The plasma system defines a structure of interconnected blockchains arranged in a tree structure that promises scalable smart contracts. One of the key ideas there is that each of the blockchains regularly store their current block hash in their parent chain so that users can challenge potentially invalid child state transitions in the parent chain.
This model is secure not because of a difficult proof of work (the chains would use proof of stake or even a fixed validator set), but rather because users watch chains they have a stake in and thus will challenge invalid state transitions, potentially escalating as far up as the trusted main chain.
Here, the scalability does not come from the fact that blockchains are relieved from their load by creating a big number of smaller chains and moving the transactions there. Scalability is only achieved once a user does not have to verify every single transaction that is sent to the system.
If, for example, a user only cares about a single smart contract that resides in a single chain in a leaf of the system, it is sufficient for the user to verify this leaf and all nodes on the path to the root chain. If a transaction is committed by means of block hashes all the way up to the root chain and there is no invalid state transition in the chains on the way up to the root, the user can be reasonably sure that the transaction cannot be retroactively declared invalid.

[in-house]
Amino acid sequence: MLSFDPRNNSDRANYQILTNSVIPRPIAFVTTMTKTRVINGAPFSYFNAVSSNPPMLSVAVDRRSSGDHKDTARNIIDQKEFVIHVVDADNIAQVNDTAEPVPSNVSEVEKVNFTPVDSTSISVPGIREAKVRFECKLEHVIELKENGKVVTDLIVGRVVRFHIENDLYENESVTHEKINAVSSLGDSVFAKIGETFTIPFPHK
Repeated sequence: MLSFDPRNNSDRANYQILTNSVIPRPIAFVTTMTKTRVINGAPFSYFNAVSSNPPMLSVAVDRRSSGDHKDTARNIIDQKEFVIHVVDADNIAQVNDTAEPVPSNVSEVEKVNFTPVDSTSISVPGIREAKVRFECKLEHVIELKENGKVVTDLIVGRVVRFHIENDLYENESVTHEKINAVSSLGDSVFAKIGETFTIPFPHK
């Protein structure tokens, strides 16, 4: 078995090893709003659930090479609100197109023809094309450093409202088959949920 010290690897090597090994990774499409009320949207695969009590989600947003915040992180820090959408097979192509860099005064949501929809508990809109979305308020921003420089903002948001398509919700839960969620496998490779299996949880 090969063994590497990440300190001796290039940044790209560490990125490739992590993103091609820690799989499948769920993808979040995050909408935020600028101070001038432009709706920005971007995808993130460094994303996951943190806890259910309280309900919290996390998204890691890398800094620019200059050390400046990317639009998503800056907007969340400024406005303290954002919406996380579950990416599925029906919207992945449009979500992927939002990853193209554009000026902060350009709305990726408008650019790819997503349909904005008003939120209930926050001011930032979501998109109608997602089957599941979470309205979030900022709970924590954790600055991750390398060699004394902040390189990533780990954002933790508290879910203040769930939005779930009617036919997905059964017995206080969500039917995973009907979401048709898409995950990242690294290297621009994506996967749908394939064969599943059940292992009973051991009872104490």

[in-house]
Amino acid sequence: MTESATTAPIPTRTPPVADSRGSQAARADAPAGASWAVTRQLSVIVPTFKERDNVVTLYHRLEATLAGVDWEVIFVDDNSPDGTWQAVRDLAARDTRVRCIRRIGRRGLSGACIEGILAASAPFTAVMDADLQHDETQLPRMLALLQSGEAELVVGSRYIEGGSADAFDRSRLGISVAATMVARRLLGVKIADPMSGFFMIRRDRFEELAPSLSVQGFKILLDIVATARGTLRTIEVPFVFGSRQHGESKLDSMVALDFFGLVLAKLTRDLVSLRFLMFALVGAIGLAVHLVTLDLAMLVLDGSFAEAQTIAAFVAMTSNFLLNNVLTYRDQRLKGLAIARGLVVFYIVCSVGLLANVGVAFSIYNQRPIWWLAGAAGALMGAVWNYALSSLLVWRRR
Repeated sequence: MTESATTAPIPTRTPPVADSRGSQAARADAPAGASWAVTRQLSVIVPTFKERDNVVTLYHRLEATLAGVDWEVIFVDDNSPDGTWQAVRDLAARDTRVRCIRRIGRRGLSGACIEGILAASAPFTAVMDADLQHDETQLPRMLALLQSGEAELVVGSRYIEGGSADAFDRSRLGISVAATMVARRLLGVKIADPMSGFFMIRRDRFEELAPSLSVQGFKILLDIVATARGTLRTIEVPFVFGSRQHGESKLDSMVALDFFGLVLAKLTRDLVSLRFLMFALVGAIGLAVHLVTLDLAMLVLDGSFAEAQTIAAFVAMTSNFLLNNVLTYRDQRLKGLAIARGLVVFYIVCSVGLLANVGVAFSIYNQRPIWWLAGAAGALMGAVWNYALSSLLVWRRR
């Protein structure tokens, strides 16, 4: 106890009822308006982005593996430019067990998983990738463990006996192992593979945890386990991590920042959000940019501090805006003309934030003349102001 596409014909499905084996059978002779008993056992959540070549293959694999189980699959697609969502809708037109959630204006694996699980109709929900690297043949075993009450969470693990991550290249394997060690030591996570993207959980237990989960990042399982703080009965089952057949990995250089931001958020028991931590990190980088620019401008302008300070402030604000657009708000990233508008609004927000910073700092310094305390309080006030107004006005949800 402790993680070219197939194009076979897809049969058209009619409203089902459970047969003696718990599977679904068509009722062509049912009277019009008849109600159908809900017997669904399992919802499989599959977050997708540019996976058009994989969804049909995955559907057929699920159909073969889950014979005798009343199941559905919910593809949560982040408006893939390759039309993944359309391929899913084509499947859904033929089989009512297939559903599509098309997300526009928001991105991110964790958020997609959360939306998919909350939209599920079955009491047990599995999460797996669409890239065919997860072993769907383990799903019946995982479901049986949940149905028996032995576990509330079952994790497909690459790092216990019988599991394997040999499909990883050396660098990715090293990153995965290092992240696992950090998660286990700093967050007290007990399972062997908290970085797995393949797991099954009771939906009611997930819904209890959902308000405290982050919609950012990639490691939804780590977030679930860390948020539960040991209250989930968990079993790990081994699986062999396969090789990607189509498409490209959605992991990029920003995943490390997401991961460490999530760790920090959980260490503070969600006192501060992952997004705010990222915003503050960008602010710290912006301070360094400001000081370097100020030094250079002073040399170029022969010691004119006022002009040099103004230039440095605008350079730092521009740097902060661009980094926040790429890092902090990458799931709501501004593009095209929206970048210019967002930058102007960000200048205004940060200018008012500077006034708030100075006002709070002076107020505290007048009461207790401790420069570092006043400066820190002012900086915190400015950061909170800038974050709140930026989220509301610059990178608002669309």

This system still does not solve the scalability problem: As long as the smart contract only lives inside a single blockchain, it can merely process a limited amount of transactions. While this might be enough for some use-cases, a token contract can easily reach this limit. The system would scale, if the token contract exists on all of the blockchains, dividing the token transfer load and it is possible to move tokens up an...